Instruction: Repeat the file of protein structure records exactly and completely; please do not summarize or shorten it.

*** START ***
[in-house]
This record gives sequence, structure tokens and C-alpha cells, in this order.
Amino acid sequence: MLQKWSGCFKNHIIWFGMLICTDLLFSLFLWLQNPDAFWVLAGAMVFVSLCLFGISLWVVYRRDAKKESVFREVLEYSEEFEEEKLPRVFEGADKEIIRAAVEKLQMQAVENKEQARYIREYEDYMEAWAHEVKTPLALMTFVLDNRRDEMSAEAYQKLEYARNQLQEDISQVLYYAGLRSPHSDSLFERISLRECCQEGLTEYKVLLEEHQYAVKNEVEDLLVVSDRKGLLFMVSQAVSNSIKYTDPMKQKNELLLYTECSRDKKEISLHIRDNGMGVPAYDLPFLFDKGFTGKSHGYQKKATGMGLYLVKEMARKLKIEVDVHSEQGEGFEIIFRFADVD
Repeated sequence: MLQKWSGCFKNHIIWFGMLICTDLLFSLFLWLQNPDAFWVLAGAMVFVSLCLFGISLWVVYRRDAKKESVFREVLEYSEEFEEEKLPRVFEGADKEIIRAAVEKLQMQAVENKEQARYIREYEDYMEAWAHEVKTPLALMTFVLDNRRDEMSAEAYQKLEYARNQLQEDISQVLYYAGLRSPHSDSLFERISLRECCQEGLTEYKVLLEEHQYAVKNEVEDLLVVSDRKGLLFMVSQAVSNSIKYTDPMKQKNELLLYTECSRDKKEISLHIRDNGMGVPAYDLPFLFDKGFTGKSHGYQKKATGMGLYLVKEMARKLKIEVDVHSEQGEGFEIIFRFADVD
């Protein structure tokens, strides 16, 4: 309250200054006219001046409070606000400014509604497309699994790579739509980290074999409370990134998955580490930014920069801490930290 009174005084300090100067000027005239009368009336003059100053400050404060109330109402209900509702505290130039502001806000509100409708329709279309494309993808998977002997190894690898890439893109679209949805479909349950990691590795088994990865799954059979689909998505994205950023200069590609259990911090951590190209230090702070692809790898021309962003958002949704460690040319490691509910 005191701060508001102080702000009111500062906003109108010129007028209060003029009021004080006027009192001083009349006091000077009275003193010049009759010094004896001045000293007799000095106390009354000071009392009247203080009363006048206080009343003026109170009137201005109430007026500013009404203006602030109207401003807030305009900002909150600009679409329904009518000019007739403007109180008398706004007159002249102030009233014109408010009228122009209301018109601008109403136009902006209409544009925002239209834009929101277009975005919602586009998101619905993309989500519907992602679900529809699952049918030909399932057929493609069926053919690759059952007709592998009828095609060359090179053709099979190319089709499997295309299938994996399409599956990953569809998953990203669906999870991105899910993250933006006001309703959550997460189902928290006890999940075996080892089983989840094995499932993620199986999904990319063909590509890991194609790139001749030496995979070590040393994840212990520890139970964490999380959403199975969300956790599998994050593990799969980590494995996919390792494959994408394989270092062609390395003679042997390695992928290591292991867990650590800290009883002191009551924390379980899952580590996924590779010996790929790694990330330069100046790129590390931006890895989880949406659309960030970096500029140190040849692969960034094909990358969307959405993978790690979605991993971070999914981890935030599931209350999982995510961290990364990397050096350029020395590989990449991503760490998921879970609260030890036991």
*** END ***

[in-house]
This record gives sequence, structure tokens and C-alpha cells, in this order.
Amino acid sequence: MLQKWSGCFKNHIIWFGMLICTDLLFSLFLWLQNPDAFWVLAGAMVFVSLCLFGISLWVVYRRDAKKESVFREVLEYSEEFEEEKLPRVFEGADKEIIRAAVEKLQMQAVENKEQARYIREYEDYMEAWAHEVKTPLALMTFVLDNRRDEMSAEAYQKLEYARNQLQEDISQVLYYAGLRSPHSDSLFERISLRECCQEGLTEYKVLLEEHQYAVKNEVEDLLVVSDRKGLLFMVSQAVSNSIKYTDPMKQKNELLLYTECSRDKKEISLHIRDNGMGVPAYDLPFLFDKGFTGKSHGYQKKATGMGLYLVKEMARKLKIEVDVHSEQGEGFEIIFRFADVD
Repeated sequence: MLQKWSGCFKNHIIWFGMLICTDLLFSLFLWLQNPDAFWVLAGAMVFVSLCLFGISLWVVYRRDAKKESVFREVLEYSEEFEEEKLPRVFEGADKEIIRAAVEKLQMQAVENKEQARYIREYEDYMEAWAHEVKTPLALMTFVLDNRRDEMSAEAYQKLEYARNQLQEDISQVLYYAGLRSPHSDSLFERISLRECCQEGLTEYKVLLEEHQYAVKNEVEDLLVVSDRKGLLFMVSQAVSNSIKYTDPMKQKNELLLYTECSRDKKEISLHIRDNGMGVPAYDLPFLFDKGFTGKSHGYQKKATGMGLYLVKEMARKLKIEVDVHSEQGEGFEIIFRFADVD
């Protein structure tokens, strides 16, 4: 309250200054006219001046409070606000400014509604497309699994790579739509980290074999409370990134998955580490930014920069801490930290 009174005084300090100067000027005239009368009336003059100053400050404060109330109402209900509702505290130039502001806000509100409708329709279309494309993808998977002997190894690898890439893109679209949805479909349950990691590795088994990865799954059979689909998505994205950023200069590609259990911090951590190209230090702070692809790898021309962003958002949704460690040319490691509910 005191701060508001102080702000009111500062906003109108010129007028209060003029009021004080006027009192001083009349006091000077009275003193010049009759010094004896001045000293007799000095106390009354000071009392009247203080009363006048206080009343003026109170009137201005109430007026500013009404203006602030109207401003807030305009900002909150600009679409329904009518000019007739403007109180008398706004007159002249102030009233014109408010009228122009209301018109601008109403136009902006209409544009925002239209834009929101277009975005919602586009998101619905993309989500519907992602679900529809699952049918030909399932057929493609069926053919690759059952007709592998009828095609060359090179053709099979190319089709499997295309299938994996399409599956990953569809998953990203669906999870991105899910993250933006006001309703959550997460189902928290006890999940075996080892089983989840094995499932993620199986999904990319063909590509890991194609790139001749030496995979070590040393994840212990520890139970964490999380959403199975969300956790599998994050593990799969980590494995996919390792494959994408394989270092062609390395003679042997390695992928290591292991867990650590800290009883002191009551924390379980899952580590996924590779010996790929790694990330330069100046790129590390931006890895989880949406659309960030970096500029140190040849692969960034094909990358969307959405993978790690979605991993971070999914981890935030599931209350999982995510961290990364990397050096350029020395590989990449991503760490998921879970609260030890036991």